A superhero movie for the Super PAC era, the Marvel Comics all-star revue, The Avengers, reminds us that there’s still strength in numbers, at least where the fortunes of the Walt Disney Company (which is distributing the film as part of a long-term deal with Marvel) are concerned. Even before opening in the U.S., The Avengers has already racked up an impressive $300 million—or roughly $30 million more than the beleaguered John Carter earned in its entire release—and far be it from me to begrudge this superhero smorgasbord its success. It also arrives on a tide of enormous fanboy expectation and enthusiasm, and the early reviews have suggested that the fans are indeed pleased. But is that the sound of genuine excitement or merely relief?

Co-written and directed by Joss Whedon, the wunderkind behind TV’s Buffy: The Vampire Slayer and Firefly, The Avengers is a slickly entertaining package that manages to keep a lot of balls in the air—mini-sequels to Iron ManThor, and Captain America, plus yet another reboot of The Incredible Hulk—with agility (if not exactly flair), occasional flashes of wit, and a modicum of charm. After two-and-a-half hours of world-threatening chaos and world-saving derring-do, you leave the theater satisfied, but without so much as a single memorable image (or idea) lingering in your mind. As Hulk-sized “tentpole” movies go—those that have all of Hollywood’s resources at their disposal and the fates of entire studios in their hands—you could certainly do worse.

Maybe I’m just being overly nostalgic for the bygone days of summer movies past. Like the summers of 2008 and 2011, when the first Iron Man and Captain America pictures surprised with their genuine comic-book panache and—dare I say—lyricism. Though more modestly scaled than The Avengers, both were supremely enjoyable pop entertainments featuring a lot of old-fashioned movie craftsmanship (bold primary colors; action delineated into crisp, clean widescreen panels) courtesy of directors Jon Favreau and Joe Johnston—and, moreover, characters you could actually care about. The Marvel universe has always been rich in superheroes who remain decidedly flawed, vulnerable humans beneath the fancy get-ups and genetically enhanced musculature, and those movies managed to translate them to the screen along with a lot of high-tech wizardry and lo-fi genre love.  You didn’t have to be a comics fan per se to share in Tony Stark’s euphoria (and faint terror) as he tried to get the hang of his rocket-powered super suit for the first time, or to mourn with Steve Rogers over the death of his best friend.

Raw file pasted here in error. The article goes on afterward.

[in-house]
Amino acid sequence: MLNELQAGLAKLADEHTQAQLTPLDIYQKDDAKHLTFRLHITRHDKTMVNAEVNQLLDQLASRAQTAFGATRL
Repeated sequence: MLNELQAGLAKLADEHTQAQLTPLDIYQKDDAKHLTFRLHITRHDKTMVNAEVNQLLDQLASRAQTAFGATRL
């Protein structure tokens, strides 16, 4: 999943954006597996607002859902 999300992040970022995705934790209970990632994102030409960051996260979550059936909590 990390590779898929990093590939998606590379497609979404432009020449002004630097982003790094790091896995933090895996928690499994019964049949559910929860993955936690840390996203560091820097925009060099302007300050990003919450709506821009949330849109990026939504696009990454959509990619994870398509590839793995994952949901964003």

In The Avengers, the characters are the same, as are the actors playing them, but you don’t care about them as much because the movie itself doesn’t. It doesn’t reveal new layers to the characters or deepen our understanding of them in the way of sequels like The Empire Strikes BackSuperman II, and The Dark Knight. This time, it’s mostly all business. The tesseract—that all-powerful glowing cube last seen nearly winning WWII for the Nazis in Captain America—has resurfaced in present-day New York, where none other than Loki (the nefarious “frost giant” last seen falling into an interstellar abyss at the end of last summer’s execrable Thor) hopes to harness its energy to amass a drone army and open a portal between our world and his. Meanwhile, that suave superhero headhunter Nick Fury (Samuel L. Jackson) sets about rounding up his elite troops and briefing them on their mission.